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UK’s ICO investigates use of facial recognition tech in public spaces

UK citizens have been deeply concerned about the use of facial recognition technology in public spaces, namely in the privately owned estate of Kings Cross in London.

The Information Commissioner’s Office (ICO) has launched an investigation on the use of facial recognition technology following the revealing of the issue last week.

It has been speculated that Sadiq Khan, mayor of London, wrote to the King’s Cross Central development to inquire about the use of the technology and whether it is legal for them to be doing so; to which the developer of the site, Argent, stated that the technology was being used to “ensure public safety”.

In a statement by the ICO, Information Commissioner, Elizabeth Denham, stated, “Scanning people’s faces as they lawfully go about their daily lives, in order to identify them, is a potential threat to privacy that should concern us all. That is especially the case if it is done without people’s knowledge or understanding.”

She added, “I remain deeply concerned about the growing use of facial recognition technology in public spaces, not only by law enforcement agencies but also increasingly by the private sector. My office and the judiciary are both independently considering the legal issues and whether the current framework has kept pace with emerging technologies and people’s expectations about how their most sensitive personal data is used.”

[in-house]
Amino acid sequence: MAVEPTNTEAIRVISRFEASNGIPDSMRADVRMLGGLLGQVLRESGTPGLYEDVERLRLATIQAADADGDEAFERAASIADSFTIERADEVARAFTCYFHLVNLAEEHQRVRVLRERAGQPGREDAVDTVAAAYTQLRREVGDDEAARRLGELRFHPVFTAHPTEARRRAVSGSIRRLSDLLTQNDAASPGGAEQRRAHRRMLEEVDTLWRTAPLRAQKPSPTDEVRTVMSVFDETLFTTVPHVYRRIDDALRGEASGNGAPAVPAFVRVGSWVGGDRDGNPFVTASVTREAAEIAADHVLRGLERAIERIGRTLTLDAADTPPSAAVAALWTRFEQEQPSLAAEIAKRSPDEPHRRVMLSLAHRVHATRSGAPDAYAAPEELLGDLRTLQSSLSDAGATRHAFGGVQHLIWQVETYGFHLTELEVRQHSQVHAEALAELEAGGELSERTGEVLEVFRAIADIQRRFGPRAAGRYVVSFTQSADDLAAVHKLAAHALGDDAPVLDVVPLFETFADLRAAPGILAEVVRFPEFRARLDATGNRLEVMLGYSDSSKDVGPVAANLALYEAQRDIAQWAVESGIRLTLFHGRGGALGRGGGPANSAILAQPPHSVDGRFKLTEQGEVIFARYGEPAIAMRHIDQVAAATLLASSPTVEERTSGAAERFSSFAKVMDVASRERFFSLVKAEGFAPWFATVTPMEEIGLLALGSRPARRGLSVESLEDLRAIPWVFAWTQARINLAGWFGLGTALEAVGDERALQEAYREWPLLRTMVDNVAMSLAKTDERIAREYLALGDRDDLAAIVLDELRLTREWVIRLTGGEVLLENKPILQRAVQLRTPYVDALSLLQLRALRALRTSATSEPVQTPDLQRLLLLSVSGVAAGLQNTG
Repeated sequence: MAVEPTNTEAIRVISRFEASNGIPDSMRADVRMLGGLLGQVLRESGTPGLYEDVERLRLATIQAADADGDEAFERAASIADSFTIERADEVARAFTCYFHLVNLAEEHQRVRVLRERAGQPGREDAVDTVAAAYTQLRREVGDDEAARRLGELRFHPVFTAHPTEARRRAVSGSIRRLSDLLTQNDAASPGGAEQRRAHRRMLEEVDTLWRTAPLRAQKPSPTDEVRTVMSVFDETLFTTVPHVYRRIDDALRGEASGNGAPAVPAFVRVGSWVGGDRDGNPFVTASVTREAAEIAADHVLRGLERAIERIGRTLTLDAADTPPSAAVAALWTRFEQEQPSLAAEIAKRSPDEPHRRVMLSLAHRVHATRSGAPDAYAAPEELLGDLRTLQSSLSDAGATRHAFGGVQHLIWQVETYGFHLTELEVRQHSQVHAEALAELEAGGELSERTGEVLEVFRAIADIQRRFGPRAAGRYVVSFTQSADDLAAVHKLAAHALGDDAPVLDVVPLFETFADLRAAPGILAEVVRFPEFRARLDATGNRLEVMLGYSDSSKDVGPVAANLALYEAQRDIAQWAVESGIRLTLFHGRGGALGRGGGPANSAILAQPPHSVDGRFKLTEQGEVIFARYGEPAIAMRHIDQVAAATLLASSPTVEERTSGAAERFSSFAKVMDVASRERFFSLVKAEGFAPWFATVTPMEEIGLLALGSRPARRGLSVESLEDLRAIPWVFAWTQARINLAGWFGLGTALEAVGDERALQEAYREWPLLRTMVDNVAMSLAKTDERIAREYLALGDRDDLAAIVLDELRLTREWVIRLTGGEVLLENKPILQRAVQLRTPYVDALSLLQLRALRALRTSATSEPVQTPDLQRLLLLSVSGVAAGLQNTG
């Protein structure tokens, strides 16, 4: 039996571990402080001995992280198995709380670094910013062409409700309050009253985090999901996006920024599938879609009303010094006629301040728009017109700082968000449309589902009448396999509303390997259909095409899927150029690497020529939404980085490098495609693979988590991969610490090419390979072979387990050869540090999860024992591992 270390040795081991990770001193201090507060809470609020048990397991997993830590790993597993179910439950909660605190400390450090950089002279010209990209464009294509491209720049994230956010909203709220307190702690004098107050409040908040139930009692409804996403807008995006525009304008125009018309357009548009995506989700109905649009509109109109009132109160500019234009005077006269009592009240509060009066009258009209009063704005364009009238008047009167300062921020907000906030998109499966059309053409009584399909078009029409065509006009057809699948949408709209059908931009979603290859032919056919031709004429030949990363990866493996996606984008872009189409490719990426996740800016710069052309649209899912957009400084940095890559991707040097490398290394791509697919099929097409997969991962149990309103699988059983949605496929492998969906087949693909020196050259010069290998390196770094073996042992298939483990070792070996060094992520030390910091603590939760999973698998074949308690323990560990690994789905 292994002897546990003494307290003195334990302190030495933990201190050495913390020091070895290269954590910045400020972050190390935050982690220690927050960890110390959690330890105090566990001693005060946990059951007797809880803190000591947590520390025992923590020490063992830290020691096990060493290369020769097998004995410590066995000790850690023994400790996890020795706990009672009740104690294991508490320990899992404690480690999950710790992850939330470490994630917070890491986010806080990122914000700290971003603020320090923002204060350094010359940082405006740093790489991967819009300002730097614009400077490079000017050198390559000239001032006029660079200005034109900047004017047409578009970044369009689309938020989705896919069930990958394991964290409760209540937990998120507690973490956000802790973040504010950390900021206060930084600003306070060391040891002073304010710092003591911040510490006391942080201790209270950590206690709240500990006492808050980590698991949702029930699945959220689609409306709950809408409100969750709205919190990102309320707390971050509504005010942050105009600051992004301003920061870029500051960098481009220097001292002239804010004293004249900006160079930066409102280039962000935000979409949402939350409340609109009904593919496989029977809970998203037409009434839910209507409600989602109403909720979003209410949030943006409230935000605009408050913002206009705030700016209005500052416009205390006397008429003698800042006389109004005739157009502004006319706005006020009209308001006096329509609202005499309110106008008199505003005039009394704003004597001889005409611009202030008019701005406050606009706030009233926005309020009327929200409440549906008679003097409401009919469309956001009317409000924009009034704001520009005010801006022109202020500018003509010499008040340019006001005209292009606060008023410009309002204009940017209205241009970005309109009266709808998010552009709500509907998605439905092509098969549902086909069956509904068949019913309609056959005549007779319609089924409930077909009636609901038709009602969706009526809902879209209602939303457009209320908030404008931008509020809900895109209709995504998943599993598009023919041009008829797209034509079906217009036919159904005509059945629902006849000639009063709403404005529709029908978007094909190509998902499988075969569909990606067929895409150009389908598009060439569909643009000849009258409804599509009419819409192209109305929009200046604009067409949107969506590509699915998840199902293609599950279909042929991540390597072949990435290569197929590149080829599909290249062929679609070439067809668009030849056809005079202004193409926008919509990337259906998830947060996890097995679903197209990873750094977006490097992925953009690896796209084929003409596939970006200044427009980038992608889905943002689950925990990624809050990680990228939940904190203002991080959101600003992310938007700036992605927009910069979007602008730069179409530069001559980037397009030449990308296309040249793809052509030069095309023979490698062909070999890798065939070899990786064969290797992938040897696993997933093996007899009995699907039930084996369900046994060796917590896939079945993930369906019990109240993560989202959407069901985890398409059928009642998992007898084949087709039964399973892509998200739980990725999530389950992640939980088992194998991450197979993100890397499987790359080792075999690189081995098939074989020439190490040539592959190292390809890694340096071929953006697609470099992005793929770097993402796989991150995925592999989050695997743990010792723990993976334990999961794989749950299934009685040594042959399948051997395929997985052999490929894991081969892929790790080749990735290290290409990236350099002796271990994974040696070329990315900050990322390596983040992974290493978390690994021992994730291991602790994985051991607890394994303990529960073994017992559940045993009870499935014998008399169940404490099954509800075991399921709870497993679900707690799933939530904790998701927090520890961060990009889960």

The ICO has made it a priority to investigate the unethical use of facial recognition technology to protect their peoples’ rights.

This case is one of many within the UK where facial recognition technology was found to be used in public spaces.

The Big Brother Watch, a civil liberties campaign group, has been warning the UK public bout facial recognition in not just public areas, but also privately owned sites.

The group found that some major property developers, shopping centers, museums and even casinos were using the technology in the UK. Through one of their investigations, they recently discovered that one of the biggest shopping centers in Northern England, Meadowhall (in Sheffield), was using the technology. The shopping center is owned by British Land, an organization that owns large areas in London and the company has denied the use of the technology on their estates and have placed the blame on Meadowhall, according to Big Brother Watch.

In reference to the trial on the case, British Land said, “Over a year ago, we conducted a short trial at Meadowhall, in conjunction with the police, and all data was deleted immediately after the trial.”

“Facial recognition surveillance risks making privacy in Britain extinct,” said Silkie Carlo, Director of Big Brother Watch.